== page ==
(The following story contains spoilers from the second episode of Marvel’s “What If…” on Disney+)
The first episode of “What If…,” which sees Peggy Carter become the world’s first super-soldier instead of Steve Rogers, largely follows the same script from “Captain America: The First Avenger,” albeit with a few gender-specific tweaks. The second episode of the Marvel Studios animated series, which swaps in T’Challa for Peter Quill as Star-Lord, completely reshapes the Marvel Cinematic Universe.
“He’s not a character that arcs so much himself. He’s a character that changes the world around him,” head writer A.C. Bradley tells TheWrap. “We came up with this idea that he kind of becomes a Robin Hood. He is still princely and king-like, in the fact that he is all about creating the best world for people, creating the best life. He’s still very true to who he is.”
In this version of events, not only are The Ravagers the good guys now, but The Guardians of the Galaxy are never formed (Drax is a bartender, for example), The Collector is a super-villain, Nebula is much more well-adjusted (sporting flowing blonde locks) and the biggest change of all of them: Thanos, having been talked out of his plan to eliminate half of all life, is now a good(ish) guy himself and teaming up with T’Challa and The Ravagers.
Bradley said the idea for the episode started when they wanted to have Yondu accidently abduct the wrong kid — in the main MCU timeline, Quill is taken as a young boy after his mom dies from cancer. From there, they had to figure out if it wasn’t Quill who was taken, who could it have plausibly been?
“The original idea came from just realizing that T’Challa and Peter Quill are almost the same age. Because we’re wondering if Yondu took the wrong kid, who would he have taken?” Bradley says. “And there was just something inherently funny about T’Challa being up there with the Ravagers.”
As it turns out, that mix-up — which happens in this alternate reality because Yondu outsources his child kidnapping to subordinates, who think that all humans look the same — turns the Ravagers into a more noble, straight-laced operation. Because as Bradley says, the whole point of T’Challa’s character is his effect on the world (or in this case, galaxy) around him.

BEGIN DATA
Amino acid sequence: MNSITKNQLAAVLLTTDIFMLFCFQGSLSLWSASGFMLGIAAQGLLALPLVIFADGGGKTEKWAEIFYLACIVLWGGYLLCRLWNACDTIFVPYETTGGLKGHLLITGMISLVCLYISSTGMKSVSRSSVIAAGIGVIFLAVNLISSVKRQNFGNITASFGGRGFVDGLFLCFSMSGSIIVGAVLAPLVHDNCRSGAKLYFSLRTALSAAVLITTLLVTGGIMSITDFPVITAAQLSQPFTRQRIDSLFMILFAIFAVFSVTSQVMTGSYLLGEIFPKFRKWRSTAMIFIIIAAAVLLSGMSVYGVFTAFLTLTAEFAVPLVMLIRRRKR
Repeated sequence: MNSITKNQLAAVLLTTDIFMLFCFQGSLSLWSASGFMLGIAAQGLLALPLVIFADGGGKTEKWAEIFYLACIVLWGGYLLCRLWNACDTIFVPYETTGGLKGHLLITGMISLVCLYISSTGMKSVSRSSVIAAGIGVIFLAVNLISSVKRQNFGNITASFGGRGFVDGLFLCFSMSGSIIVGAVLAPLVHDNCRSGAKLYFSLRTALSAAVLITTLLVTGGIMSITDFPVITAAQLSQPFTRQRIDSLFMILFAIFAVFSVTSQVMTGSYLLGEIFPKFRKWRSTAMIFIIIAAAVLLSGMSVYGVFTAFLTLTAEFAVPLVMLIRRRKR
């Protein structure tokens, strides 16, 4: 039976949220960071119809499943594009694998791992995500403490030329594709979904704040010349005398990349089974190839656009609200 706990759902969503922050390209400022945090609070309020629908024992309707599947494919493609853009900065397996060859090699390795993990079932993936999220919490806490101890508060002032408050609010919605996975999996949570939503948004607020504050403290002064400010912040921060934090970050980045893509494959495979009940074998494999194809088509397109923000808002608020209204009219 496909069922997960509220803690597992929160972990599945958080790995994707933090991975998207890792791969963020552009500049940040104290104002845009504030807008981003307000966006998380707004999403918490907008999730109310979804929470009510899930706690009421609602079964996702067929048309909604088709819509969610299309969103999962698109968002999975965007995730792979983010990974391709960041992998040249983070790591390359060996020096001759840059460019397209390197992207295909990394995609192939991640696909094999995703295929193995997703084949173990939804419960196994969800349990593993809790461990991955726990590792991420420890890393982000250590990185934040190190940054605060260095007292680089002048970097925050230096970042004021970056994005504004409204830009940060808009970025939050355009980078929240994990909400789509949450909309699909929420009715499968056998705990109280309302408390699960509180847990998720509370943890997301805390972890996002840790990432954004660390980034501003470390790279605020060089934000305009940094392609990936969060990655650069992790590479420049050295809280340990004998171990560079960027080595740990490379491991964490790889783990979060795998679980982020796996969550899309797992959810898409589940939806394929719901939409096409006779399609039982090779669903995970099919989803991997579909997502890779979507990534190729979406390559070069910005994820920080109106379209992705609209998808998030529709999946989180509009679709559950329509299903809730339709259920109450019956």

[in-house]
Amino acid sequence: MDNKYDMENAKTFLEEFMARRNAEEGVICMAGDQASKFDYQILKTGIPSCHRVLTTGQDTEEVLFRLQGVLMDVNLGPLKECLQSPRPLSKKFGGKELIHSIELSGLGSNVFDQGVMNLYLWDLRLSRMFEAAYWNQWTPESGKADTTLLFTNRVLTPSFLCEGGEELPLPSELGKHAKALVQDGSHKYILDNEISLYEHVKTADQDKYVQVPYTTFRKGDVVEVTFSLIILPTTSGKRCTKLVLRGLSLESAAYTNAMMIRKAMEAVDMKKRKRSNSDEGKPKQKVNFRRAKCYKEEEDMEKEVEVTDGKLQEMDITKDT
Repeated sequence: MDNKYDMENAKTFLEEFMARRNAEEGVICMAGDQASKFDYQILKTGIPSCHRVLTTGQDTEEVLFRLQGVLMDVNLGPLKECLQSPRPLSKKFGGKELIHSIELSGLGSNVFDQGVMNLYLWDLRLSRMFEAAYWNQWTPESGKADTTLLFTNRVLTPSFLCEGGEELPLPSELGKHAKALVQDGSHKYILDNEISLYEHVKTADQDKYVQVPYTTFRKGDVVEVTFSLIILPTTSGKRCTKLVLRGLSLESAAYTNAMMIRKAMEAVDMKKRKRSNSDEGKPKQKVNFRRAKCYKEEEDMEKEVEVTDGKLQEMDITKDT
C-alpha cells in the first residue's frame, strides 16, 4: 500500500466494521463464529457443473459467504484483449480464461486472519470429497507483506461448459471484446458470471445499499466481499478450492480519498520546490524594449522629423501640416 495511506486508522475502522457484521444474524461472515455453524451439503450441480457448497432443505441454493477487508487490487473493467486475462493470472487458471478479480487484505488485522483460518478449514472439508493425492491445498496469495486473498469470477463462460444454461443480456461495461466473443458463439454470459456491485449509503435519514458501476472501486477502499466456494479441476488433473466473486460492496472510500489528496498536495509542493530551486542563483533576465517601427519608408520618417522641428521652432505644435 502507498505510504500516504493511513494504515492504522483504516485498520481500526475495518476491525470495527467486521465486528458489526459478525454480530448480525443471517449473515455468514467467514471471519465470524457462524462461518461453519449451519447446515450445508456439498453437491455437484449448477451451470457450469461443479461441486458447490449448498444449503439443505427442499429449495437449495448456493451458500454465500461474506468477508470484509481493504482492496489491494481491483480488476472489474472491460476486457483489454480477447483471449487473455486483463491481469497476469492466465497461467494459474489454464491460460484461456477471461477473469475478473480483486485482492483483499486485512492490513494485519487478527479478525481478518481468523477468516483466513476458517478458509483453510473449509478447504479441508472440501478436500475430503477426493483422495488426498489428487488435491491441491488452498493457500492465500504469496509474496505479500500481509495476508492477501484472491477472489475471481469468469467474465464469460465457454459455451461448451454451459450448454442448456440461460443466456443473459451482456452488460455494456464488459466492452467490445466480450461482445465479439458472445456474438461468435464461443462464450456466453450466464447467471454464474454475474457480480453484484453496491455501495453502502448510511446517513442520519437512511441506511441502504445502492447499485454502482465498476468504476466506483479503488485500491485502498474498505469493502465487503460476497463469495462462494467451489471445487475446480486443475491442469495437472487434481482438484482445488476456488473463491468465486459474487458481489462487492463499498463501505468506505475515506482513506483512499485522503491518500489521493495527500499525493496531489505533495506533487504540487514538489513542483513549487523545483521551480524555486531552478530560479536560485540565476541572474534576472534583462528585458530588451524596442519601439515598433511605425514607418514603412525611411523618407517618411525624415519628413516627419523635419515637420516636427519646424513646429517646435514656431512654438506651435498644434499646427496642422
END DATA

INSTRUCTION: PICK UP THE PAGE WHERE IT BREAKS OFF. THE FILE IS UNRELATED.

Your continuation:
“Captain America is almost is a little bit similar, in that they follow their own true north. They stay true to who they are, but then they ripple out to everyone else,” she added.
When it came to Thanos, Bradley said at first they wanted to “avoid the Thanos question” before realizing it was a chance to see just how different events could play out in this reality. “[Josh] Brolin came in and he was really funny. He was calling him ‘SoCal Thanos.’ He’s like really chill.” A running joke throughout the episode, however, is that Thanos still believed his plan of collecting the Infinity Stones and snapping half of life out of existence would have worked.
“He’s still like the the armchair quarterback,” Bradley says.
“What If…” features many MCU actors lending their voice to their animated counterparts, including in this episode Brolin, Michael Rooker, Karen Gillian and, most notably, the late Chadwick Boseman in his final performance as T’Challa. Bradley says the episode would not have worked if they had to get someone else to voice T’Challa, made all the more poignant by Boseman’s tragic death last year.
“He was lovely. He asked to read the scripts before he committed to doing the show. I think he signed up really early, but he wanted to read the scripts. And then he asked if he could record a few months later down the line, which was totally fine, because he wanted to be able to do the proper [Wakandan] accent. He was doing another project at the time, they had him doing a different accent,” Bradley says. “He liked that we were still being true to T’Challa. T’Challa is still the hero, he’s just in a different context. And he also thought it was great that he was cracking more jokes.”